Rapper Juice WRLD’s Producer Accuses Sting of ‘Stealing’
Rapper Juice WRLD's producer Nick Mira launched an attack on Sting in a battle over the former Police leader's classic song “Shape of My Heart,” which plays a significant role in the recent rap track “Lucid Dreams.”
Last month Sting paid tribute to the chart-topping single, while also clearly claiming ownership, calling it a “beautiful interpretation” of his 1993 original and joking, “the royalties from ‘Lucid Dreams’ will put my grandkids through college.’” Co-writer Dominic Miller added, “We’re really happy for his success and, of course, for us too.”
In July, Juice WRLD explained, “My producer sung me the beat, and then when I heard it, I was like, ‘Oh, wow, that’s a Sting sample. I think it was like eight bars of the song. That was like the beat that carried the whole beat, the melodies, all of it. It all revolved around the sample.”
However, in a recent tweet, later deleted but reported by HipHopDX.com, Mira said, “Fuck @OfficialSting and his WHOLE team. After taking 85% of 'Lucid Dreams' (for interpolating 'Shape of My Heart,' NOT EVEN sampling) he threatened to take us to court for trying to get any %. Sting ALSO flexed stealing our money and said it put his grandkids through college.” He added, “everybody put a FUCK @OfficalSting in the comments if you real.”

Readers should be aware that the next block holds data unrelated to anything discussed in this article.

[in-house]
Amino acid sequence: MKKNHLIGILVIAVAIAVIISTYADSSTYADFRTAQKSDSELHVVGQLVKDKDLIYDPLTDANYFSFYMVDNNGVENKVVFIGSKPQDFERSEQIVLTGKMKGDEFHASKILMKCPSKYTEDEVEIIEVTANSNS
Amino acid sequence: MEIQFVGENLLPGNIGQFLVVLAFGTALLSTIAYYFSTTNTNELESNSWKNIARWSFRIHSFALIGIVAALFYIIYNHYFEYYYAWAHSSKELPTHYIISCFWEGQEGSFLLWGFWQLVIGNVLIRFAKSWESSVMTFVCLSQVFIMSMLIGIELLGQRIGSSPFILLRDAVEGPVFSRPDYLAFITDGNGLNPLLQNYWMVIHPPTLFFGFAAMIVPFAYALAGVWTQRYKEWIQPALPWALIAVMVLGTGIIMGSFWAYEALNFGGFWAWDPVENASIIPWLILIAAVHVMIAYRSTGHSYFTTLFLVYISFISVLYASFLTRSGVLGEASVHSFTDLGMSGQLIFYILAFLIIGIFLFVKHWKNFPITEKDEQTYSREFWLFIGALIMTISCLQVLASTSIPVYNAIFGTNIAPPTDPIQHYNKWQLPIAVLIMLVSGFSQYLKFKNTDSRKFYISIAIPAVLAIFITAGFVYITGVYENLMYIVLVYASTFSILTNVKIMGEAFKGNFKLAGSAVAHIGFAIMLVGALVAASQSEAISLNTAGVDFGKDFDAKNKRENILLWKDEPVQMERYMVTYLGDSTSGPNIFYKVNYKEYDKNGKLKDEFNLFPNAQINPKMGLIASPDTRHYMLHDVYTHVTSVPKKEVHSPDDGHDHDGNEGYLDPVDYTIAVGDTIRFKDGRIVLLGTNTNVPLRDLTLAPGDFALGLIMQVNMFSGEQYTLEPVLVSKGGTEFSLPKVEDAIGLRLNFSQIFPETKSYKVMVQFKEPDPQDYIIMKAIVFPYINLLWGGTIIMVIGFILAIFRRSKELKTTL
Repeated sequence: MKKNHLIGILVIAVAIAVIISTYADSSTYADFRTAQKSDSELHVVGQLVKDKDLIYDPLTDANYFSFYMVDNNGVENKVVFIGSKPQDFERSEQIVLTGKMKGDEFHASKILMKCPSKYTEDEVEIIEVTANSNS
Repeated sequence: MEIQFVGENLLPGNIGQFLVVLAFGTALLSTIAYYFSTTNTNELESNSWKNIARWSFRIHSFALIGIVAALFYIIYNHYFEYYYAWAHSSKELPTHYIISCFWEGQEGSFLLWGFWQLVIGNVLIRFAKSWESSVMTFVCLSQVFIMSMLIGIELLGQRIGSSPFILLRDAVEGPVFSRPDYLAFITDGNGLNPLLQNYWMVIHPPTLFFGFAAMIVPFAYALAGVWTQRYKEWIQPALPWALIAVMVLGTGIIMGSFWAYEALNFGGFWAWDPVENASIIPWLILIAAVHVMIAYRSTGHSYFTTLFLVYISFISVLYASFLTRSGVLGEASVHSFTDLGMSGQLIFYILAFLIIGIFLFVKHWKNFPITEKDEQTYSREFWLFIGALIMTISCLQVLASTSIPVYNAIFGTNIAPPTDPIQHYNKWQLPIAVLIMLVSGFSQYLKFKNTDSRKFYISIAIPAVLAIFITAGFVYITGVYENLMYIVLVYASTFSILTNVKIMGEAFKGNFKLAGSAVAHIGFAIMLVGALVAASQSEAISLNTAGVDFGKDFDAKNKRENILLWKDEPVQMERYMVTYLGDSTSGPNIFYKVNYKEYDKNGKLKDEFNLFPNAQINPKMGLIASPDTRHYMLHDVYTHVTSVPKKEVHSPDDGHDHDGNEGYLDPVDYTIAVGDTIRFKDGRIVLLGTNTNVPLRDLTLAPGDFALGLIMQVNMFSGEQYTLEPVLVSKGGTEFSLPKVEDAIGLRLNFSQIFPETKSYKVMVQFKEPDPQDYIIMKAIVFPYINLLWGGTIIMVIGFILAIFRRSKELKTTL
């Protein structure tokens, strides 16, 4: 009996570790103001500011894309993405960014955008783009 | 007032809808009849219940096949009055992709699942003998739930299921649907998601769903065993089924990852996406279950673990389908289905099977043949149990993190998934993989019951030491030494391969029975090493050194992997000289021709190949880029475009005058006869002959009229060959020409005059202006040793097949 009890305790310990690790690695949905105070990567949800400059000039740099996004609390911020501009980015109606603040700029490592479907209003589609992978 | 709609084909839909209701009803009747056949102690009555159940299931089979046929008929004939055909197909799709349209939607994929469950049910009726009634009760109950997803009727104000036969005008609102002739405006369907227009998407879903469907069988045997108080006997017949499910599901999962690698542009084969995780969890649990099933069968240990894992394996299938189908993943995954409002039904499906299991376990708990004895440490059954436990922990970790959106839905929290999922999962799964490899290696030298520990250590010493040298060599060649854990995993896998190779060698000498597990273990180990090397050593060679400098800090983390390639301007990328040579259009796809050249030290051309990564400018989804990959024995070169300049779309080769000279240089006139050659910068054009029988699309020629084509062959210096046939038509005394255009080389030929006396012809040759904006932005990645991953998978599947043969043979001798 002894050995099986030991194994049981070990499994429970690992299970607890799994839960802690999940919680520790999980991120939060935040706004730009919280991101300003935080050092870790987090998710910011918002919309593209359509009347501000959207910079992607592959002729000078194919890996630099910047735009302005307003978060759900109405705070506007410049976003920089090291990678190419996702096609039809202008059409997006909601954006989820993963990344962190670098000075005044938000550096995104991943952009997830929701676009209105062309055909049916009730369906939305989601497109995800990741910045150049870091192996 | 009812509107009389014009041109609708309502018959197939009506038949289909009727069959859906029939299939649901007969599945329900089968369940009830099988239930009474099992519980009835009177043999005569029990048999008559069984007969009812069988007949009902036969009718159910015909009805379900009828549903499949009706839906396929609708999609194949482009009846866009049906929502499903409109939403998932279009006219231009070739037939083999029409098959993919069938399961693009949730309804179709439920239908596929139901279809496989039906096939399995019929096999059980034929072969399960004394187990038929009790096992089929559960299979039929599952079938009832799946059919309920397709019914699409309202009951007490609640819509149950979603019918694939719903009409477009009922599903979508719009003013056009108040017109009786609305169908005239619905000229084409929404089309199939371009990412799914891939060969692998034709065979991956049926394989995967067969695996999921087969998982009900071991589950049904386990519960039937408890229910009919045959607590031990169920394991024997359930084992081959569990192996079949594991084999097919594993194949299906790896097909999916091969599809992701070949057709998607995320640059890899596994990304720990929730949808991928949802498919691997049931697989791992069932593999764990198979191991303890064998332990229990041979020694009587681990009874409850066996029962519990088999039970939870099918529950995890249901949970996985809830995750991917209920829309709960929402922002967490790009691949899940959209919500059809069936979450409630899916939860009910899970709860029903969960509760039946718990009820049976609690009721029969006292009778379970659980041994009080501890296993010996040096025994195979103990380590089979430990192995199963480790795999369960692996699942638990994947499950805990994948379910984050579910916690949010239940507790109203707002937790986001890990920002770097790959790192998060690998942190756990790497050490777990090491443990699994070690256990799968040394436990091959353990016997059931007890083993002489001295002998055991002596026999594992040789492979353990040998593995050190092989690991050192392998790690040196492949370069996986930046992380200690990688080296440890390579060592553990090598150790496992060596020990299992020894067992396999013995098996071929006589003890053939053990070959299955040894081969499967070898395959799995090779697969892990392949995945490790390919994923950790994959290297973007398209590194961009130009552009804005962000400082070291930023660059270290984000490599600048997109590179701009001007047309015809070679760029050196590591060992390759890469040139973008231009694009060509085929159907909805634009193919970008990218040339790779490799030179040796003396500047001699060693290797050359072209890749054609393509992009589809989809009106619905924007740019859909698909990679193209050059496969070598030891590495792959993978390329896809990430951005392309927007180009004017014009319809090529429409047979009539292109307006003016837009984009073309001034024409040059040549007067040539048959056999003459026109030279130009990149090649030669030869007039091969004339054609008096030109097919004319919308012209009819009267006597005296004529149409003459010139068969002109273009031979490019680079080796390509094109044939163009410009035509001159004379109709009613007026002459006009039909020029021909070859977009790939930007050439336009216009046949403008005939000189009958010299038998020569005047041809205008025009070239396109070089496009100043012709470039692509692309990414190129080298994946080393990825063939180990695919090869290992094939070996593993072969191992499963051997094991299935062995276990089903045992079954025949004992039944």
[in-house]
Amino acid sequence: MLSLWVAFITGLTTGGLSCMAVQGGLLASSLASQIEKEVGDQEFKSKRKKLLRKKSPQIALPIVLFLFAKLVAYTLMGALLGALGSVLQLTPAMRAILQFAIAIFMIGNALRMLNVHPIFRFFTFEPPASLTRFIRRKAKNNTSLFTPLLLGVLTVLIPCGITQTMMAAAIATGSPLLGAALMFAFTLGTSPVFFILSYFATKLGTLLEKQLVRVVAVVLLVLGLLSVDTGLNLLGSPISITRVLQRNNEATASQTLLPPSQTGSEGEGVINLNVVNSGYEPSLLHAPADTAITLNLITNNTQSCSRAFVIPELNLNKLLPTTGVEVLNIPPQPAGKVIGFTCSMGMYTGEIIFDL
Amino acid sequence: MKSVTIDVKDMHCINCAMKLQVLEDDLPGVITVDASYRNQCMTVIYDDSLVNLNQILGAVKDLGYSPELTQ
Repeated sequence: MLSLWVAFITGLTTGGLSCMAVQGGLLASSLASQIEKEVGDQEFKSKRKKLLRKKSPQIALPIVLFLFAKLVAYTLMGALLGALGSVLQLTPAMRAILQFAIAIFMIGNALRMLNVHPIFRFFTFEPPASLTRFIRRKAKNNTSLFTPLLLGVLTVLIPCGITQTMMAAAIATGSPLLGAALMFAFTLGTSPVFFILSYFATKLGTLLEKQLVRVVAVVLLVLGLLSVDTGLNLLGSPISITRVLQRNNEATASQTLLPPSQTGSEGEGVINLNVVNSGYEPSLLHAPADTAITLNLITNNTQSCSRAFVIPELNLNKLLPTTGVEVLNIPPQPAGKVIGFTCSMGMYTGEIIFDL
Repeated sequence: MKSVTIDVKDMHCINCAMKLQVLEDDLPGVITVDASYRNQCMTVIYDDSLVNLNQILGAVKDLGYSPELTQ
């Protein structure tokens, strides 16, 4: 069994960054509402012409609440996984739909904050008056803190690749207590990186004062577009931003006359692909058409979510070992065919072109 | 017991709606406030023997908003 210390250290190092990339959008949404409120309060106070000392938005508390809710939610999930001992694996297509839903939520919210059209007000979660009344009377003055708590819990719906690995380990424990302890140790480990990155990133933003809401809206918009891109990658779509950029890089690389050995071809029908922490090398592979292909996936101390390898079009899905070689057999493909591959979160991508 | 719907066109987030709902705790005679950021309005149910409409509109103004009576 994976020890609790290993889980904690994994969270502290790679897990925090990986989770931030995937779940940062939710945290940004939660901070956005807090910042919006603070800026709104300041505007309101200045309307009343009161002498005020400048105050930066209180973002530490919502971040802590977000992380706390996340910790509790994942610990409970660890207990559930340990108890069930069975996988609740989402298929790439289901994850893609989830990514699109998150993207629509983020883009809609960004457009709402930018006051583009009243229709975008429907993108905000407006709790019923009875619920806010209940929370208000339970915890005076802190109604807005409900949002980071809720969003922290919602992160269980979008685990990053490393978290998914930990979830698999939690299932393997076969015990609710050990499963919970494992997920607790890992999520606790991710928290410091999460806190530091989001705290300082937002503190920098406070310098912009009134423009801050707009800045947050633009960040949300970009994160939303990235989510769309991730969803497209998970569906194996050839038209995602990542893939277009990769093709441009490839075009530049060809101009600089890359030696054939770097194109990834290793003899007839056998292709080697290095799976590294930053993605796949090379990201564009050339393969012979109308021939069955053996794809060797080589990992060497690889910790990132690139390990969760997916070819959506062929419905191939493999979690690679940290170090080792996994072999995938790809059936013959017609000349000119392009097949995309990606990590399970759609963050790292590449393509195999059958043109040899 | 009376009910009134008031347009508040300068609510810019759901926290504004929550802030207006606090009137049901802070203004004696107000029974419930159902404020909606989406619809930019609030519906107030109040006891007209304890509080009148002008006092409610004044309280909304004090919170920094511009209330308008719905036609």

However, WRLD himself wasn't nearly as upset as his producer, tweeting that "Lucid Dreams" impacted too many people in a positive way for him to stay upset. "There's always more money to be made, and I will make it."
CORRECTION: An earlier version of this story mistakenly stated that WRLD, not Mira, had posted the initial tweets criticizing Sting. We apologize for this error.
The former Police frontman did not appear to reply to Mira's initial flurry. He’d previously developed his own version of “Lucid Dreams” and added it to his current set list, noting, “It always gets a great response.” Reflecting on the fact that “Shape of My Heart” has been used a number of times by other musicians, he said, “It’s interesting to me that the descending minor scale of ‘Shape’ has inspired so many hip-hop artists, as if it provides a ready-made template for the expression of emotions that are reflective, tender and vulnerable."